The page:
Far too many people in the North American church continue to value their race or cultural identity much more than their identity in Christ. It’s a problem that hinders evangelism efforts and it hinders unity within the Body of Christ. The racial and cultural walls of division are massive and are not easily torn down. It’s a problem that exists nearly everywhere we turn.
I’m one who believes that a church should work to reflect the racial and cultural diversity of its community. Whether everyone in a church’s community is of the same race or ethnicity or not, the church should have a clear strategy to reach and disciple every person. No one should be excluded for any reason, but especially because of race.
As a young believer in the early 1980s going “door-to-door” to invite people to church, I was given instructions in case I knocked on a door and a “black” person opened the door: apologize and explain that I was at the wrong house.
At a different church, the bus ministry I led was canceled by the deacons, because “those black kids were tearing up the building.” I never understood how that could be since it was a concrete-block building!
I have since led two historically all-white churches to become multi-racial and culturally diverse. Yes, some people were uncomfortable. Some left. But today, both of those churches are very diverse.
If your community is racially or culturally diverse, but your church is not, here are five essential principles to help you lead toward diversity.
Love everybody in your community intentionally.
John 3:16 gives an eternal reminder that the gospel is for everyone. Never exclude anyone from the greatest news ever given to mankind. Be intentional to love and show respect toward people whether you think they deserve it or not. The nature of the gospel is, the less they deserve it the more they need it!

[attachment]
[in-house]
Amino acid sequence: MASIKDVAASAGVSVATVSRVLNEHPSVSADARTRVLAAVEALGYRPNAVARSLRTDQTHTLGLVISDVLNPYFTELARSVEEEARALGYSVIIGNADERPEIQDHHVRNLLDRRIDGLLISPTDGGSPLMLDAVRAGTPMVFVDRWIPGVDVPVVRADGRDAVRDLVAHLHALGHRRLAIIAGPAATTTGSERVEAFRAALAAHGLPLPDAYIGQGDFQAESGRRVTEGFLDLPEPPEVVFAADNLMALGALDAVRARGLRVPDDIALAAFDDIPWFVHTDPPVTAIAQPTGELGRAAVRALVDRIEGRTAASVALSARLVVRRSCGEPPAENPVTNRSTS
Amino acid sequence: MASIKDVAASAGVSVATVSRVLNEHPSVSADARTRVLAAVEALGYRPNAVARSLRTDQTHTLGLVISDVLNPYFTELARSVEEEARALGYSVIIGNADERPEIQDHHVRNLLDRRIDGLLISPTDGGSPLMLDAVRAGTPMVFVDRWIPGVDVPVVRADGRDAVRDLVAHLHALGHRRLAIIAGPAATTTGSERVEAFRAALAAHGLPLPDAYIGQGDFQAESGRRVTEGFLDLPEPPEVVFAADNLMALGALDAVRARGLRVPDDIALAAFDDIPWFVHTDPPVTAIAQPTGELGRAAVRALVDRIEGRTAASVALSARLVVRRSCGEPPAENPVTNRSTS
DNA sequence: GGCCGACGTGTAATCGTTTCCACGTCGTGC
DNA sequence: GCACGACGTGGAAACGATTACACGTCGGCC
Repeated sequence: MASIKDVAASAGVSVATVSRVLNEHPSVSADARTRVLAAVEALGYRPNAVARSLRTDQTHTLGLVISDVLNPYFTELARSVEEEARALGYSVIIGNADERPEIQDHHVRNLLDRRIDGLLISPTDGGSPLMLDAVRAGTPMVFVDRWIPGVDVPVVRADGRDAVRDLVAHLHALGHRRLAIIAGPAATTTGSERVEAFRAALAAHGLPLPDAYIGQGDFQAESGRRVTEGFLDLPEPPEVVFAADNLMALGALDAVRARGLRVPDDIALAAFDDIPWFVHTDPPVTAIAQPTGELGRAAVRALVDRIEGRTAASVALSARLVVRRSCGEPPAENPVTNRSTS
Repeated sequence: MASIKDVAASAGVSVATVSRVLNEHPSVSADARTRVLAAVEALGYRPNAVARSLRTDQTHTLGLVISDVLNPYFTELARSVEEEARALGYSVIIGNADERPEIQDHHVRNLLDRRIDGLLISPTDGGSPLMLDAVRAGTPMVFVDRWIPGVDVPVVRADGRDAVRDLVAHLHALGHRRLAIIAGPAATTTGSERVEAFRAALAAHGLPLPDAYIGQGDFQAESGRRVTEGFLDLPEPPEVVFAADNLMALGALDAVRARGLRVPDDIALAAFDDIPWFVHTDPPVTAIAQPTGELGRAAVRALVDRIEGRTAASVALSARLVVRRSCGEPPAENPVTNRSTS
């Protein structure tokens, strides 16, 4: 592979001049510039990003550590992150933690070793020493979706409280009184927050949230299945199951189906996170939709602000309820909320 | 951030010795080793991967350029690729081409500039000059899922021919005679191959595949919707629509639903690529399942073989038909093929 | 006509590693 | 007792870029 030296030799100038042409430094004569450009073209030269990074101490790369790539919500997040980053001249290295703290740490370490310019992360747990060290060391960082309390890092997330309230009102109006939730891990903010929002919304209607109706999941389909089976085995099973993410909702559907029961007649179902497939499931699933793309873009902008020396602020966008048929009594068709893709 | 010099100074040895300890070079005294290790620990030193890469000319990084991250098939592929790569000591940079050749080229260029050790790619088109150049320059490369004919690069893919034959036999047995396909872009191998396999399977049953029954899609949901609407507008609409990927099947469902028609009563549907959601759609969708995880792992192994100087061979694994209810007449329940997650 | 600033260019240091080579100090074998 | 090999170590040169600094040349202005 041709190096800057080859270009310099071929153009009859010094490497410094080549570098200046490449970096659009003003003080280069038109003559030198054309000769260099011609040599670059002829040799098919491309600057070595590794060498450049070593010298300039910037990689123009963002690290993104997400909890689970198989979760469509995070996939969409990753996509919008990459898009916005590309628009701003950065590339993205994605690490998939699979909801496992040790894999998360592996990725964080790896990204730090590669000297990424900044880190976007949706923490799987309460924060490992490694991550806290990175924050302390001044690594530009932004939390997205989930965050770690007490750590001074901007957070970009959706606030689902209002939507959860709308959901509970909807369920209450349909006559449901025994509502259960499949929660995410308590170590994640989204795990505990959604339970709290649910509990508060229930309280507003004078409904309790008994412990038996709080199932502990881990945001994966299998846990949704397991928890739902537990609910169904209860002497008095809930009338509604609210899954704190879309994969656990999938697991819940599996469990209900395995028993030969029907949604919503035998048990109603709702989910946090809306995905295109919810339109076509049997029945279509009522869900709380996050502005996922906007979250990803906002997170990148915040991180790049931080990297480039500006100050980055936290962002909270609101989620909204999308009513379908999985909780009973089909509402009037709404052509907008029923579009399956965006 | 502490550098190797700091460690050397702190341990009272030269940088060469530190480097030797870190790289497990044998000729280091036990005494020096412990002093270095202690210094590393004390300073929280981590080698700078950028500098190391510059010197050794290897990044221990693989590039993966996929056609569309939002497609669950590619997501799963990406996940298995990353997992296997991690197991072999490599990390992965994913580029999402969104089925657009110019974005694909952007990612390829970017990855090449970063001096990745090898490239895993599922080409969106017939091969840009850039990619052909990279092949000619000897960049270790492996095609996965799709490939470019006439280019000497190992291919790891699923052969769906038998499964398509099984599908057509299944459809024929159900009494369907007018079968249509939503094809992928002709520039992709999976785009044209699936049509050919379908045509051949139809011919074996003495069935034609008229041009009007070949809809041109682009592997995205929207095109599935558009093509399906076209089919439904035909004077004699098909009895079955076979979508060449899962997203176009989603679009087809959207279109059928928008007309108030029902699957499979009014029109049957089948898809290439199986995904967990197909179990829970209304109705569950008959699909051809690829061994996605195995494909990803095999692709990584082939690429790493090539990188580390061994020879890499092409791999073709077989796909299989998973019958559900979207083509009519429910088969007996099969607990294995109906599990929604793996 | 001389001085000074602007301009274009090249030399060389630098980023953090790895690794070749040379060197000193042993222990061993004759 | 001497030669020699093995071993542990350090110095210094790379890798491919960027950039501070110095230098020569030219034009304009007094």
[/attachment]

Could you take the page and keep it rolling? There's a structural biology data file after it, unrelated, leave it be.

Begin with the end in mind.
Revelation 7:9-10 provides for us a picture of the redeemed people of God gathered and singing before God’s throne, “Salvation belongs to our God.” They are described as a “vast multitude from every nation, tribe, people, and language, which no one could number, standing before the throne and before the Lamb.” If that’s what the church will look like some day, why not lead it to look that way today?
Be gospel-centered, not political-party centered.
Nothing is more important for the church than preaching the gospel of Jesus. Public political alignments can quickly alienate the very people we must reach with the gospel. Followers of Jesus must be taught to show respect and pray for government leaders, regardless of who is in office. Politicians and political parties of every kind have mastered the art of using the church for their own political gain. Church leaders must be too wise to get distracted. The gospel of Jesus Christ is the hope for the world, not politics.
Value people more than your own culture.
Our cultures are defined by our likes, dislikes, and worldview. In many cases, cultures are not right or wrong, but simply different. Don’t allow differences to become points of conflict or animosity. Be intentional about learning the cultures of others. Lead your church members to take initiative to value people of different ethnicity or culture by having meals together or going on mission trip. View differences as a learning experience. Become genuinely interested in people who are different than you.
Approach every difference in race or culture with a spirit of humility. It’s easy to be stubborn and arrogant regarding ethnic or cultural differences. Instead, develop a desire to learn and understand. Enjoy the journey and learn to laugh together. Much of our cultural distinctiveness might remain, but our common relationship with Jesus must become the strongest bond between us.